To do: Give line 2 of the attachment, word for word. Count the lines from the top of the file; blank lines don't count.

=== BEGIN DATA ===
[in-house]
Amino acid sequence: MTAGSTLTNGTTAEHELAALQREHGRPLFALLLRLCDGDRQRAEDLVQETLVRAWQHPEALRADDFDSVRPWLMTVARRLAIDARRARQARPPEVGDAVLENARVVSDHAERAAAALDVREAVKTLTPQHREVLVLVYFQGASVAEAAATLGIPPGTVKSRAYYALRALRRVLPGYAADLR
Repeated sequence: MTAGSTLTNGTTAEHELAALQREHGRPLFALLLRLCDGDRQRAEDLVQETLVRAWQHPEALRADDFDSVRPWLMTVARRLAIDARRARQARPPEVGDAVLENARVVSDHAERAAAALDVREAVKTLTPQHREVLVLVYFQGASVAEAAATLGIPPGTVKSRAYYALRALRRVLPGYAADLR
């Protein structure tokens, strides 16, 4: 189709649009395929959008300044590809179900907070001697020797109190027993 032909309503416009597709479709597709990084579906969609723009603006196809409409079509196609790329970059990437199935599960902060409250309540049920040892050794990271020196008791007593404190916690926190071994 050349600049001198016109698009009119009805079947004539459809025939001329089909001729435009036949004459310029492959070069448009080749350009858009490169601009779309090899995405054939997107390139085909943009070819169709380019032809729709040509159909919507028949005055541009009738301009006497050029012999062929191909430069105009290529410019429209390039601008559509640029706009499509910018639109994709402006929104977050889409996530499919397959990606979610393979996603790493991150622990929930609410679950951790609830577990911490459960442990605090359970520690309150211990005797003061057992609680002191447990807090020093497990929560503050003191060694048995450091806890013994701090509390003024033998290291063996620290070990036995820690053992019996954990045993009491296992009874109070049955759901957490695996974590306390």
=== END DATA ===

Amino acid sequence: MTAGSTLTNGTTAEHELAALQREHGRPLFALLLRLCDGDRQRAEDLVQETLVRAWQHPEALRADDFDSVRPWLMTVARRLAIDARRARQARPPEVGDAVLENARVVSDHAERAAAALDVREAVKTLTPQHREVLVLVYFQGASVAEAAATLGIPPGTVKSRAYYALRALRRVLPGYAADLR